BANGKOK (Reuters) - Thai protesters refused on Tuesday to call off demonstrations that have paralyzed Bangkok’s commercial heart and stifled the economy, while the government said it had done all it could to reach a deal.
That leaves few options for ending mass protests by Thailand’s rural and urban poor that have sparked a two-month crisis in which 29 people have been killed and more than 1,000 wounded in the country’s worst political violence in 18 years.
The anti-government “red shirts” accepted on Monday a timetable for a November 14 election proposed by Prime Minister Abhisit Vejjajiva but also set a new condition: Deputy Prime Minister Suthep Thaugsuban must face prosecution over a clash with troops in April that killed 25 people.
Suthep, chief of security during the protests, went to the Department of Special Investigation on Tuesday to hear complaints filed against him by relatives of some of those killed, but the protesters said he must face formal criminal charges before they would agree to leave the city’s main shopping district.
“The legal proceeding has not begun,” Nattawut Saikua, a red shirt leader, told a news conference.
Thousands show no sign of leaving. Fresh supplies including vegetables, meat and bottled water were piled up under a large tent in front of the shuttered Four Seasons Hotel.
“We are not going anywhere until the government shows they will take responsibility for the clash,” said 39-year-old protester Panna Saengkumboon. “People lost their eyes, their legs and arms. Others paid for this with their lives.”
Disparate views among red shirt leaders, ranging from radical former communists to dovish academics, make it difficult to reach a decision on how to end the demonstrations.
Some leaders harbor political ambitions and need to appease rank-and-file supporters. Others fear ending the protest now would be a one-way ticket to jail. Some hardliners advocate stepping up the protests to win the fight once and for all.
Fuelling talk of a split, one of their most respected and moderate figures, Veera Muksikapong, has disappeared from public view for two days. Some red shirt leaders said Veera, who the government has tried to court in the past, has been ill.
The red shirts, who broadly support ousted former Prime Minister Thaksin Shinawatra, have been demonstrating since mid-March, at first demanding immediate elections. They say the ruling coalition has no mandate after coming to power in a parliamentary vote 17 months ago orchestrated by the army.
More than 20 protest leaders face criminal charges ranging from violating a state of emergency to weapons possession and assaulting security officers. Some face more serious charges under terrorism statutes punishable by up to 20 years in jail.
Red shirt leaders said the head of the government should face terrorism charges as well.
“They are trying to force the police to formally charge government officials,” said Tanet Charoengmuang, a political scientist at Chiang Mai University. “Essentially, they refuse to go down alone and take all the blame.”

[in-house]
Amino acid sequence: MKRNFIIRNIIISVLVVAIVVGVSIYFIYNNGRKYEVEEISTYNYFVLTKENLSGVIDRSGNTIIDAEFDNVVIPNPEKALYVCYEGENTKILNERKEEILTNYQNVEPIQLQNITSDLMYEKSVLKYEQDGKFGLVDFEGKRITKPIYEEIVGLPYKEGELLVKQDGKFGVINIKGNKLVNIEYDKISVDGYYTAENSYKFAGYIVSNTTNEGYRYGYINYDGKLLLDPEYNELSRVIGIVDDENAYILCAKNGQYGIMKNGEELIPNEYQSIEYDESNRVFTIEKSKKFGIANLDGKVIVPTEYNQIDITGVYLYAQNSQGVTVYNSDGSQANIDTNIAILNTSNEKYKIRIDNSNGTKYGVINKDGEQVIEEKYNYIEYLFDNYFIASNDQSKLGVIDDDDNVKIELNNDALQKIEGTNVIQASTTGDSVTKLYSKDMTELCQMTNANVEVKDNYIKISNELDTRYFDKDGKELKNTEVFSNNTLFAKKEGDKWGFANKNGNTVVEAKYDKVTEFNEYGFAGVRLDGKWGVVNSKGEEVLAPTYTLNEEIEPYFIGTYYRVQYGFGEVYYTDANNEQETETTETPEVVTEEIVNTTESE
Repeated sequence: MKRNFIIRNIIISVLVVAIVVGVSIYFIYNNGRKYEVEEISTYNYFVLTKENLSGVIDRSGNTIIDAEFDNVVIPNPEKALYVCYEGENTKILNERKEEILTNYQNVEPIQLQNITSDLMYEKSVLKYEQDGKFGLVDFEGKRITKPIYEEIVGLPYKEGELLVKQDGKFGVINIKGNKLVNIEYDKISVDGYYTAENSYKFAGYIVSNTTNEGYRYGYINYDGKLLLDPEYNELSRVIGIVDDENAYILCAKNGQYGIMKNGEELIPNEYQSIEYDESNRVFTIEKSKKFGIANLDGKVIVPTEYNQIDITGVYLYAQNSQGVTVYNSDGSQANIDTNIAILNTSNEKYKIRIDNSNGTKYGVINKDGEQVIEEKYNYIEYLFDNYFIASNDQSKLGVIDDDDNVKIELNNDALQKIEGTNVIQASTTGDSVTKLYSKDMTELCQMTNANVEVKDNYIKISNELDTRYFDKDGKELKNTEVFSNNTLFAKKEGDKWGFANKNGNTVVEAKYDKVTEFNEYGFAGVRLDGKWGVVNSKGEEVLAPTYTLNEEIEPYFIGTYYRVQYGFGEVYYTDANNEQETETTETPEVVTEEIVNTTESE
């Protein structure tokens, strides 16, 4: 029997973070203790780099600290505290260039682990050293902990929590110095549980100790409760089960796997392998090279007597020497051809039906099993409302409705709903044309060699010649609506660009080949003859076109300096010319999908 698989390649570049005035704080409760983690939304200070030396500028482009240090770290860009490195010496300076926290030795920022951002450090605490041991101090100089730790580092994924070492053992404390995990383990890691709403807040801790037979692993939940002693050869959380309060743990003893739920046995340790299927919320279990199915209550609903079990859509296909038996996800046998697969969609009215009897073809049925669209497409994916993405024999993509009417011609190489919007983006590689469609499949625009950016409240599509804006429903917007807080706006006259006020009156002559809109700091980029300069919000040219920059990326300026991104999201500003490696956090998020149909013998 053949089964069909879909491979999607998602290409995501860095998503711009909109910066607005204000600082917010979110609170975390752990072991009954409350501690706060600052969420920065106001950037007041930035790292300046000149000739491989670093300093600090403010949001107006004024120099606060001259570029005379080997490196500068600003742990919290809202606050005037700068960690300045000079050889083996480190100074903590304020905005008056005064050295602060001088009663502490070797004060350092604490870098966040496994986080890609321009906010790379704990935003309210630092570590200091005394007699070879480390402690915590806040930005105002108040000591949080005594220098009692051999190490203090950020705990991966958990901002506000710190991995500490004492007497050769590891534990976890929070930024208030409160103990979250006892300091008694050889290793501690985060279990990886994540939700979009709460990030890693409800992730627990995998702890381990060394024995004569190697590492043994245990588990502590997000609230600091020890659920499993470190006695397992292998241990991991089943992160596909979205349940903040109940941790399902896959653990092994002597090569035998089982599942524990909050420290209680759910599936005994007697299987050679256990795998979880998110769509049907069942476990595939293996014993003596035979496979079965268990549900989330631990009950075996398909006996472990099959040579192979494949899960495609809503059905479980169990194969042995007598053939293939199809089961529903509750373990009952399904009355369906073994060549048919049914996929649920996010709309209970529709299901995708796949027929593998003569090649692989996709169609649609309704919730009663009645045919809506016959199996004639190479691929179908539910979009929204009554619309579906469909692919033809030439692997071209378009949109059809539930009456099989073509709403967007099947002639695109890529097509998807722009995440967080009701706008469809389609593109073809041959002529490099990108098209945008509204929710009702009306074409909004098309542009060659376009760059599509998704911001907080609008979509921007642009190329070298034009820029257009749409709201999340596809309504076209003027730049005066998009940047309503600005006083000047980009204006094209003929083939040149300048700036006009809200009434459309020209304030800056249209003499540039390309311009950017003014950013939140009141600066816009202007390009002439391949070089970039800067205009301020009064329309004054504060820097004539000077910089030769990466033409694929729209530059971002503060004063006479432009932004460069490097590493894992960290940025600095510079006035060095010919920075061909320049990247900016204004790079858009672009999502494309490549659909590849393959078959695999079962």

On April 10, troops clashed with protesters in a chaotic gun battle in Bangkok’s old quarter. Twenty civilians and five soldiers were killed.
“We reiterate our point that Suthep has to be formally charged and there has to be a summons for him,” said Weng Tojirakarn, one of several leaders of the United Front for Democracy Against Dictatorship, the protesters’ formal name.
“He has to answer the summons and then we will call off the protest,” added Weng, speaking after top red shirts met for two-and-a-half hours in a container truck at the protest site.
There are precedents for senior officials to face criminal charges in this way. Cases can then be bogged down for years in Thailand’s labyrinthine legal system, but such a scenario could offer a way out for all sides.
Government spokesman Panitan Wattanayagorn said it was the Department of Special Investigation’s job to handle all cases tied to the protests.
“The government has done its best,” said Panitan, when asked if authorities would do more to satisfy the red shirts’ demands.
The red shirts’ campaign has paralyzed an upmarket Bangkok commercial district, where thousands of protesters remained camped behind barricades of sharpened bamboo staves and tires, and hammered the lucrative leisure and tourist sector.
“Thailand has been an unfortunate disappointment,” said Nash Benjamin, chief executive of Singapore retailer FJ Benjamin, which runs a La Senza and two Celine franchises in Bangkok and may close one or two of the shops.
“We don’t see any light at the end of the tunnel,” he said.
Abhisit has come under pressure from the Bangkok middle classes and traditional elite to get tough but faces a dilemma about how to dislodge the red shirts, including women and children, from a camp that sprawls across 3 sq km (1.2 sq mile).
He does not have to call an election until the end of 2011 but offered the November poll as a way to end the crisis.
Additional reporting by Ploy Ten Kate and Pracha Hariraksapitak in BANGKOK and Kevin Lim in SINGAPORE; Writing by Alex Richardson; Editing by Jason Szep